- Learn about legal issues related to the metaverse such as data privacy and IP challenges.
- Do a data security audit and ensure you understand where your and your clients’ data is and how it’s being transmitted, stored, and destroyed. Lawyers have access to valuable confidential information and hackers know that. Lawyers also have ethical obligations to safeguard that information. Are you communicating with clients on WhatsApp or text messages? Do you have Siri or Alexa enabled when you’re talking about client matters? You may want to re-think that. Better yet, hire a white hat hacker to assess your vulnerabilities. I'll do a whole separate post on this because this is so critical.
- Speaking of data, get up to speed on data analytics. Your clients use data every day to optimize their business performance. Compliance professionals and in-house lawyers know that this is critical. All lawyers should as well.
- Get involved with government affairs. Educate legislators, write comment letters, and publish op-ed pieces so that people making the laws and influencing lawmakers can get the benefit of your analytical skills. Just make sure you’re aware of the local, state, and federal lobbying laws.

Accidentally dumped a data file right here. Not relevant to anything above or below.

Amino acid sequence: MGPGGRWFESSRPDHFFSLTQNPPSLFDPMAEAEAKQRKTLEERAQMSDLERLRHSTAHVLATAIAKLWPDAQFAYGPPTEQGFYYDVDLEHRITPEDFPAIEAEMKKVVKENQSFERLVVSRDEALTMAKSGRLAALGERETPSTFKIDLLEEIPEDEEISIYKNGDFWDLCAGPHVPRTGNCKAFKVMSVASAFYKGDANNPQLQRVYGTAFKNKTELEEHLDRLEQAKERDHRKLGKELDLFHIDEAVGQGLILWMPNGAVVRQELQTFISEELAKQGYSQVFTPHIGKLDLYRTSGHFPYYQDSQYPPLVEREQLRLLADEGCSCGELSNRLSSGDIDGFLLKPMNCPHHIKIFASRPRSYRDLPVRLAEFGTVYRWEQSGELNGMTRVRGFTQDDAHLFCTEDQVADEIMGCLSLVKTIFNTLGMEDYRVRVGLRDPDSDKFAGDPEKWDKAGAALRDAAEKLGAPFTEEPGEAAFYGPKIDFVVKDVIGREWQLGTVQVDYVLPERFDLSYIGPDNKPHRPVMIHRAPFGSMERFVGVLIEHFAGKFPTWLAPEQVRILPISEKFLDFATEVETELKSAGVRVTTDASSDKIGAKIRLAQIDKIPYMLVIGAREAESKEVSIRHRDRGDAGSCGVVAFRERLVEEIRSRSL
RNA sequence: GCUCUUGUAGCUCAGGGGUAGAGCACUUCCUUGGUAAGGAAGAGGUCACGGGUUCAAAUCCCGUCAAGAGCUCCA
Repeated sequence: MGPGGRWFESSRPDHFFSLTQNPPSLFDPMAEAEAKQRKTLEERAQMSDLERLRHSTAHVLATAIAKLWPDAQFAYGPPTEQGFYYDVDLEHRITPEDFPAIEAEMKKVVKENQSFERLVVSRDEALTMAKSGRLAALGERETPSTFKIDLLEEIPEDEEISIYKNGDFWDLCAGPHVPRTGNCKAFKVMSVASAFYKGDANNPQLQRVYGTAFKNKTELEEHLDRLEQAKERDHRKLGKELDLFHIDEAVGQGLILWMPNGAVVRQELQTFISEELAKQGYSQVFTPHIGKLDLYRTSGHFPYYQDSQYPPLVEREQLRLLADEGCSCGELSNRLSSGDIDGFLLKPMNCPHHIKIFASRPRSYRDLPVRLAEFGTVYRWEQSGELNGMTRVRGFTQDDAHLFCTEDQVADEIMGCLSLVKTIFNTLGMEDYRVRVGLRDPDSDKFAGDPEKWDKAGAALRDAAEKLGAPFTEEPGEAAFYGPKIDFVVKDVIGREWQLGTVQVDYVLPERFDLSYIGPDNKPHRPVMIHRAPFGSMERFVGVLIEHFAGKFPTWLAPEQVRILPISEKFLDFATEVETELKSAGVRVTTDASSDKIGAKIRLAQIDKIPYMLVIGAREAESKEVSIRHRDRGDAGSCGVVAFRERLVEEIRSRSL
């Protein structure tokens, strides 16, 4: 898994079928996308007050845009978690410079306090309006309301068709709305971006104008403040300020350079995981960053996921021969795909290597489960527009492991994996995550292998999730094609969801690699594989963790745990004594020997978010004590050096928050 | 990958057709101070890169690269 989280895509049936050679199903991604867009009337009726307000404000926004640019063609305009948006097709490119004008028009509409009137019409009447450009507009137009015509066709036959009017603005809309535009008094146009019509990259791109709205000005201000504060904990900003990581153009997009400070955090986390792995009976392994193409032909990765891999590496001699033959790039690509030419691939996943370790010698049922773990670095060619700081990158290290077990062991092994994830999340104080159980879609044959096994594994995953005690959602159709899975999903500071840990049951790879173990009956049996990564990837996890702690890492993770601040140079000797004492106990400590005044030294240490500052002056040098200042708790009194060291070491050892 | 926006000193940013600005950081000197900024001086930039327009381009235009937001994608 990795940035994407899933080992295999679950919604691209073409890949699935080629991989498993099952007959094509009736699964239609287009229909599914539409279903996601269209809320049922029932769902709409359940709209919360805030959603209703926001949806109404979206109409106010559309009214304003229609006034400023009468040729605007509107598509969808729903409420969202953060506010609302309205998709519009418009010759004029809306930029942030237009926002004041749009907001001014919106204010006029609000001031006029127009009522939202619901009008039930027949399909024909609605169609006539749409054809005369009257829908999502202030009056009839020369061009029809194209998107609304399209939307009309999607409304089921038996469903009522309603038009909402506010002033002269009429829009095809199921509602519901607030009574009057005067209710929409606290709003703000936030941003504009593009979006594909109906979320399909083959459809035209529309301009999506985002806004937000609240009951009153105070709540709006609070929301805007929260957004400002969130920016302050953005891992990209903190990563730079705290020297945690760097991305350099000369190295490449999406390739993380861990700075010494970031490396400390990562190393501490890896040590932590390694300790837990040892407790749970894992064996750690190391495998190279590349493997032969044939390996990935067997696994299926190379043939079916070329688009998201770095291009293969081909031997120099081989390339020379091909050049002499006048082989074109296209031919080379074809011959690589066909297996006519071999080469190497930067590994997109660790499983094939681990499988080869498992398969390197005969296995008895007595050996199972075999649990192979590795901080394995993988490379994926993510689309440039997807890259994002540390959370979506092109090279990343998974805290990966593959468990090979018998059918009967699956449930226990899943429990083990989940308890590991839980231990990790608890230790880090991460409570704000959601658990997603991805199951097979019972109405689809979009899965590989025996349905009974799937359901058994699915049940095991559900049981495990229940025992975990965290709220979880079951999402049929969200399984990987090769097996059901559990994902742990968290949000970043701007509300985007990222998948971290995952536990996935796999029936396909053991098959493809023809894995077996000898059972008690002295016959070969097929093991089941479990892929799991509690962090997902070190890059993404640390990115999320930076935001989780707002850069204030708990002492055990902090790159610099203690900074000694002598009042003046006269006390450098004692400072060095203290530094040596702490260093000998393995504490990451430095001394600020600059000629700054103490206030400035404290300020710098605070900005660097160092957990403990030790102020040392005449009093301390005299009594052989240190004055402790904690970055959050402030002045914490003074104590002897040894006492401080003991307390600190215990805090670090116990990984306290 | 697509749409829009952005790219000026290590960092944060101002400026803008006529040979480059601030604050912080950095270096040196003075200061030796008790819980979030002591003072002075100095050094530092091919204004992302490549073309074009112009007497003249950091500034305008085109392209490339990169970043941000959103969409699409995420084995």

- Learn something completely new. When you do your CLE requirement, don’t just take courses in your area of expertise. Take a class that has nothing to do with what you do for a living. If you think that NFTs and cryptocurrency are part of a fad waiting to implode, take that course. You’ll either learn something new or prove yourself right.
- Re-think how you work. What can you stop, start, and continue doing in your workplace and family life?
- Be strategic when thinking about diversity, equity, and inclusion. Lawyers talk about it, but from what I observe in my lawyer coaching practice and the statistics, the reality is much different on the ground and efforts often backfire.
- Prioritize your mental health and that of the members on your team. Do you need to look at billable hours requirements? What behavior does your bonus or promotion system incentivize? What else can you do to make sure that people are valued and continually learning? When was the last time you conducted an employee engagement survey and really listened to what you team members are saying? Whether your team is remote or hybrid, what can you do to make people believe they are part of a larger mission? There are so many resources out there. If you do nothing else on this list, please focus on this one. If you want help on how to start, send me an email.
Wishing you a safe, healthy, and happy 2022.